Bunion Surgery - Don't Suffer in Silence

Posted Wednesday, April 20, 2016

Did You Know? 4.4 million people report having bunions every year

April is Foot Health Awareness Month! 

The U.S. Has the Highest Rate of Bunion Sufferers Worldwide

The aim of Foot Health Awareness Month is to promote positive foot health and educate the public on issues related to foot health. Hallux Abducto Valgus, commonly known as a bunion, is a painful condition where a bony bump forms on the joint at the base of the big toe. Tight shoes, stress on the foot, arthritis and even genetics can all play a role in developing this condition.  

The following summary has been prepared to help you understand more about bunions and the surgical options available to alleviate pain and restore normal alignment of the joint. 

01 | Symptoms

If you are experiencing any of the following symptoms, you should make an appointment with a podiatrist or orthopedic foot specialist for proper diagnosis:

  • A protruding bump on the outside base of your big toe
  • Swelling, redness and pain around your big toe joint
  • Corns or calluses where the first and second toes overlap
  • Persistent or intermittent pain
  • Restricted movement of your big toe

02 | Nonsurgical Treatment

The following options may provide some relief, but only surgery can eliminate a bunion:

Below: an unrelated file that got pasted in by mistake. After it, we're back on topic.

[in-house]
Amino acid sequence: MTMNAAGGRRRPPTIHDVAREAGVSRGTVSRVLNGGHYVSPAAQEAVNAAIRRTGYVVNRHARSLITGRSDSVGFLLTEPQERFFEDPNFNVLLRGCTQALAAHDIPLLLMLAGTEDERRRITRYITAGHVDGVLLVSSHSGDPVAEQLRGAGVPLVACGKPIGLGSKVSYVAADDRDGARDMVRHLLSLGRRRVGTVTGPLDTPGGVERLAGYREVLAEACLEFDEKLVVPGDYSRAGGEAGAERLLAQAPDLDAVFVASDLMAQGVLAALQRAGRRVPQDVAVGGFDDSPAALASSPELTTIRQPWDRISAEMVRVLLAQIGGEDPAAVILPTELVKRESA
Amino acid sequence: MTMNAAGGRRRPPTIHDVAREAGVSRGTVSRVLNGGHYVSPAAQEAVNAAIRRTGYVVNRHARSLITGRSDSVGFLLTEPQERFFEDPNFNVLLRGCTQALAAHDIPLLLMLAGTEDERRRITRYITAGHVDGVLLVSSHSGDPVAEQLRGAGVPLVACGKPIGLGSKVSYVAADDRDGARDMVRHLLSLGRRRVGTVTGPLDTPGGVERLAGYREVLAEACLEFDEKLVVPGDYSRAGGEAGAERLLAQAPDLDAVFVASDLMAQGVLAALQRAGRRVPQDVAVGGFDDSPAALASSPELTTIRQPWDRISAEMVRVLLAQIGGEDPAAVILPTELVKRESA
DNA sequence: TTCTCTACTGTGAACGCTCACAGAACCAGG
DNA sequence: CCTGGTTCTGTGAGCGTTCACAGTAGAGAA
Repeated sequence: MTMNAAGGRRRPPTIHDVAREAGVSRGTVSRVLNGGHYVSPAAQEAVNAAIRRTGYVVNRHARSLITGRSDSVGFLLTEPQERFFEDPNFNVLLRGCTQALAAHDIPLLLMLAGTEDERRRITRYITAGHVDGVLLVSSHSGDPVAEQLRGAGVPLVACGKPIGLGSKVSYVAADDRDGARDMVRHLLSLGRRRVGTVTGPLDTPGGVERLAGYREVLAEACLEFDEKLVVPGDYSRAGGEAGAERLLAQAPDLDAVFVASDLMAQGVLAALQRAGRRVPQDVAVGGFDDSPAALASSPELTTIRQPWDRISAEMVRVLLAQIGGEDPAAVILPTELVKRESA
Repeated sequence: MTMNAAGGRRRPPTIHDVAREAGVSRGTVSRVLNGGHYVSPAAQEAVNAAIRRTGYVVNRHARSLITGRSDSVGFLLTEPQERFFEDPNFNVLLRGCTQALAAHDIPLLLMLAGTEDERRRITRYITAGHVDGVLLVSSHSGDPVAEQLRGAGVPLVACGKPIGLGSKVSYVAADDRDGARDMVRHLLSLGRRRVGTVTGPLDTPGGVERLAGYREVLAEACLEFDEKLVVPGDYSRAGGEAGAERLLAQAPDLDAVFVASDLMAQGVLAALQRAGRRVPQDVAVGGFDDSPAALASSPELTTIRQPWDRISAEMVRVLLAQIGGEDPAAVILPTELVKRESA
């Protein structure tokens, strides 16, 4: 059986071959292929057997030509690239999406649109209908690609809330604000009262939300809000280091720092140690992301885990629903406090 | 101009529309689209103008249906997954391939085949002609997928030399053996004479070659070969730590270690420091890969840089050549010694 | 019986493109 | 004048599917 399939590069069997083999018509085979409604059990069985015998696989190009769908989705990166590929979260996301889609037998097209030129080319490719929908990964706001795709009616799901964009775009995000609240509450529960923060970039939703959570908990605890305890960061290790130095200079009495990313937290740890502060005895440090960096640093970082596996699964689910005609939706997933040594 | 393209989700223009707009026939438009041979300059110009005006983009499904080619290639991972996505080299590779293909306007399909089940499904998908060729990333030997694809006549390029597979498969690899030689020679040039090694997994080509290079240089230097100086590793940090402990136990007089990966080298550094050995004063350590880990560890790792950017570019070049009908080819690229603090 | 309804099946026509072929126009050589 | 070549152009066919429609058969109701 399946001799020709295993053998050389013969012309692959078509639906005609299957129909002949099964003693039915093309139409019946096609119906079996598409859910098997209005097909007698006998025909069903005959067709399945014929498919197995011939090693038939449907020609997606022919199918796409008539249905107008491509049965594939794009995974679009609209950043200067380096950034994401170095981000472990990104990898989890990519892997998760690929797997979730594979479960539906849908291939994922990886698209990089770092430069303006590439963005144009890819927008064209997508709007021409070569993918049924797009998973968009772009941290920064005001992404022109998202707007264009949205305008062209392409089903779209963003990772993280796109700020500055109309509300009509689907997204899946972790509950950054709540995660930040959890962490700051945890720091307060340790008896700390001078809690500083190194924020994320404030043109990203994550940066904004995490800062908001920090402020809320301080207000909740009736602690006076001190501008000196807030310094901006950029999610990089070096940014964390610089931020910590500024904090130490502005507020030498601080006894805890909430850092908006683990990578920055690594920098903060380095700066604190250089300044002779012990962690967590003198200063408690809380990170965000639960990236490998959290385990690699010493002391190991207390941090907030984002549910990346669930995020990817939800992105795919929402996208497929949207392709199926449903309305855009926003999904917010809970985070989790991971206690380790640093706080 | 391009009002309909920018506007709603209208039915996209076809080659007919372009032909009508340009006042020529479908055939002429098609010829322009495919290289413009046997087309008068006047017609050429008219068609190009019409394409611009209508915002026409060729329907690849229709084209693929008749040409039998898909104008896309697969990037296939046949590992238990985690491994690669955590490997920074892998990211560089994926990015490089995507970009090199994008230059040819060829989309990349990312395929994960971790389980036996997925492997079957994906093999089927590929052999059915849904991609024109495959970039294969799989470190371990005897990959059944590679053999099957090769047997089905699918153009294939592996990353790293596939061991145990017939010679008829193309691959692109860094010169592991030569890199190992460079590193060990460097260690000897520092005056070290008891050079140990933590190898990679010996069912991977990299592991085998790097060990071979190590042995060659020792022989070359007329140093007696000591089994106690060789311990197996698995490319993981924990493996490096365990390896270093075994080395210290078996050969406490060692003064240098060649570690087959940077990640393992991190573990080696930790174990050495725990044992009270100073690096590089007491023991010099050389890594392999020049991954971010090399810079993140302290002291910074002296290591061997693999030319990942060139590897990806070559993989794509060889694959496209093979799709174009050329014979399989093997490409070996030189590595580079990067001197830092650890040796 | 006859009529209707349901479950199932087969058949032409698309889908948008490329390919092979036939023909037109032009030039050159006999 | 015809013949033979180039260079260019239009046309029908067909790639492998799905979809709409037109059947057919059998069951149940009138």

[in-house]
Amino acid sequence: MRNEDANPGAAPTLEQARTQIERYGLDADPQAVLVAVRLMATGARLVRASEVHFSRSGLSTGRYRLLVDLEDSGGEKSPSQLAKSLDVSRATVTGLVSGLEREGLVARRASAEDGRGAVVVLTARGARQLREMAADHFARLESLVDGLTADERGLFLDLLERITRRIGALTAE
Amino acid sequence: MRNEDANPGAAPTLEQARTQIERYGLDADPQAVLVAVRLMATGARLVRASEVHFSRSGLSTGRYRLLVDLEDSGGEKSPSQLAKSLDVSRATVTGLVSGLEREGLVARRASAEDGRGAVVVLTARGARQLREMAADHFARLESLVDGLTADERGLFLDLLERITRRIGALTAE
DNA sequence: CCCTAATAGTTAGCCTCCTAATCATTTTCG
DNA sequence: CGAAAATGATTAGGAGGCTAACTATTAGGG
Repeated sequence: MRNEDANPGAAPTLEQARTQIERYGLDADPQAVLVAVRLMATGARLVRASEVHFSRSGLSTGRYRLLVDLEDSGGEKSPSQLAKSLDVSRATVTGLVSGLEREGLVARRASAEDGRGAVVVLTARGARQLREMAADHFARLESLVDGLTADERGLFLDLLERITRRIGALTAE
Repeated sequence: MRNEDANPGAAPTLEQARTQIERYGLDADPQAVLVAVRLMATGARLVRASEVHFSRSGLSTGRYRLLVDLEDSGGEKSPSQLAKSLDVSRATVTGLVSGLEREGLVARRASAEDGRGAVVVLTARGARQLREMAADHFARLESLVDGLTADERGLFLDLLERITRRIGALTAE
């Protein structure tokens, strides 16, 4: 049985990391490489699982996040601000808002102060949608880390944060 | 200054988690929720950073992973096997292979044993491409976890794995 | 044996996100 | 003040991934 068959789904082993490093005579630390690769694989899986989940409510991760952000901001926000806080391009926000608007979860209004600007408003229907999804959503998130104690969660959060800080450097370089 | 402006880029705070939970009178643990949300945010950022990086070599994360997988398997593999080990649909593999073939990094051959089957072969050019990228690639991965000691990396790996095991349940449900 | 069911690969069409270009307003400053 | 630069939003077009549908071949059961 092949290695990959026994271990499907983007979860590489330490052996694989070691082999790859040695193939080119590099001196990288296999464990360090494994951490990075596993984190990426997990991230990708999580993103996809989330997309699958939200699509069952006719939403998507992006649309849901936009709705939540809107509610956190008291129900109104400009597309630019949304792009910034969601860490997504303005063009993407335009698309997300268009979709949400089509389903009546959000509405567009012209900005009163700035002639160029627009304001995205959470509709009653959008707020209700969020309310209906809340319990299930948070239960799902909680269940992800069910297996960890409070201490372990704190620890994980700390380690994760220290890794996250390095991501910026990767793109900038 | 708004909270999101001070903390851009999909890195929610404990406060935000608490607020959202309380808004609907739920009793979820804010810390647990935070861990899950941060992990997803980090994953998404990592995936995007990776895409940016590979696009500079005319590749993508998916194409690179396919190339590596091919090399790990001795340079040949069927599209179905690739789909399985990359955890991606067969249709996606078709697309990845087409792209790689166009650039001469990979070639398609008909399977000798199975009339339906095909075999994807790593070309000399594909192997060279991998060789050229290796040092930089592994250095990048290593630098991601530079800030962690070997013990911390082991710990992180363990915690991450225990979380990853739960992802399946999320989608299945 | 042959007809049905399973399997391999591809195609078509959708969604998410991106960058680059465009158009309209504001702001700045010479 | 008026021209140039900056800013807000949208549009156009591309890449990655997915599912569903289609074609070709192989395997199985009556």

• Properly fitted, wide-toed shoes
  • Taping or Splinting the foot into a normal position
  • Pain medication and/or cortisone injections
  • Padded shoe inserts
  • Ice to relieve soreness and inflammation

03 | Surgery

The most common procedure, the bunionectomy, is usually done on an outpatient basis, and involves making an incision over the swollen area at the first joint of the big toe and removing the enlarged lump at its base. The surgeon may need to reposition the alignment of the bones of the big toe, and depending on the extent of damage, screws, wires or metal plates may be inserted to hold the bones together. In some cases, joint replacement is indicated. Once completed, the surgeon will close the incision with sutures and dress the surgical wound.  

04 | Recovery

Following surgery, the patient’s foot will be monitored for bleeding and excessive swelling. The patient is also observed for after-effects of anesthesia, and is usually discharged after a few hours. Patients can expect to return to normal activities within six to eight weeks after surgery. 

For more information on Foot Health Awareness Month, please visit: www.apma.org   

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